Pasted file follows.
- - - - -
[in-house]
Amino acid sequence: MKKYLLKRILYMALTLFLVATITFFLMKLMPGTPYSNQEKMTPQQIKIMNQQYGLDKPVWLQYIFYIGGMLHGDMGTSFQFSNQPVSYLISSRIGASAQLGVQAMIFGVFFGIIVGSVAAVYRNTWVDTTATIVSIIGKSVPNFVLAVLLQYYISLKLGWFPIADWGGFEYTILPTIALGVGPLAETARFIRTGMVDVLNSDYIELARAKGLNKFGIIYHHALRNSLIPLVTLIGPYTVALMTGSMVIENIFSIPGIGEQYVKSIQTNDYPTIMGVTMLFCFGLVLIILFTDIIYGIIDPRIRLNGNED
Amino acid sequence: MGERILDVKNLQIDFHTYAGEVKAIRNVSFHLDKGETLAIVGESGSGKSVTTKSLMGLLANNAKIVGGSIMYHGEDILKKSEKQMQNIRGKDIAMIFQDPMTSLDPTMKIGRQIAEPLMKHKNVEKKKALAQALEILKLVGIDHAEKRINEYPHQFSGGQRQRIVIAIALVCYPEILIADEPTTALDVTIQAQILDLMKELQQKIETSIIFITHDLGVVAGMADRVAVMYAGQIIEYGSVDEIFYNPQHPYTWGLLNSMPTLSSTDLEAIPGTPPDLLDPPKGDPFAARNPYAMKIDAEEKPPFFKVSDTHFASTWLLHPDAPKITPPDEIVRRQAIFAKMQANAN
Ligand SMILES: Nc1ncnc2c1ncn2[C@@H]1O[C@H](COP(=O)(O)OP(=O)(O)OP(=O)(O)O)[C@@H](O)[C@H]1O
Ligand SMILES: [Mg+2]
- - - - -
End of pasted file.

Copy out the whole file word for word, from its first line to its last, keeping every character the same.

[in-house]
Amino acid sequence: MKKYLLKRILYMALTLFLVATITFFLMKLMPGTPYSNQEKMTPQQIKIMNQQYGLDKPVWLQYIFYIGGMLHGDMGTSFQFSNQPVSYLISSRIGASAQLGVQAMIFGVFFGIIVGSVAAVYRNTWVDTTATIVSIIGKSVPNFVLAVLLQYYISLKLGWFPIADWGGFEYTILPTIALGVGPLAETARFIRTGMVDVLNSDYIELARAKGLNKFGIIYHHALRNSLIPLVTLIGPYTVALMTGSMVIENIFSIPGIGEQYVKSIQTNDYPTIMGVTMLFCFGLVLIILFTDIIYGIIDPRIRLNGNED
Amino acid sequence: MGERILDVKNLQIDFHTYAGEVKAIRNVSFHLDKGETLAIVGESGSGKSVTTKSLMGLLANNAKIVGGSIMYHGEDILKKSEKQMQNIRGKDIAMIFQDPMTSLDPTMKIGRQIAEPLMKHKNVEKKKALAQALEILKLVGIDHAEKRINEYPHQFSGGQRQRIVIAIALVCYPEILIADEPTTALDVTIQAQILDLMKELQQKIETSIIFITHDLGVVAGMADRVAVMYAGQIIEYGSVDEIFYNPQHPYTWGLLNSMPTLSSTDLEAIPGTPPDLLDPPKGDPFAARNPYAMKIDAEEKPPFFKVSDTHFASTWLLHPDAPKITPPDEIVRRQAIFAKMQANAN
Ligand SMILES: Nc1ncnc2c1ncn2[C@@H]1O[C@H](COP(=O)(O)OP(=O)(O)OP(=O)(O)O)[C@@H](O)[C@H]1O
Ligand SMILES: [Mg+2]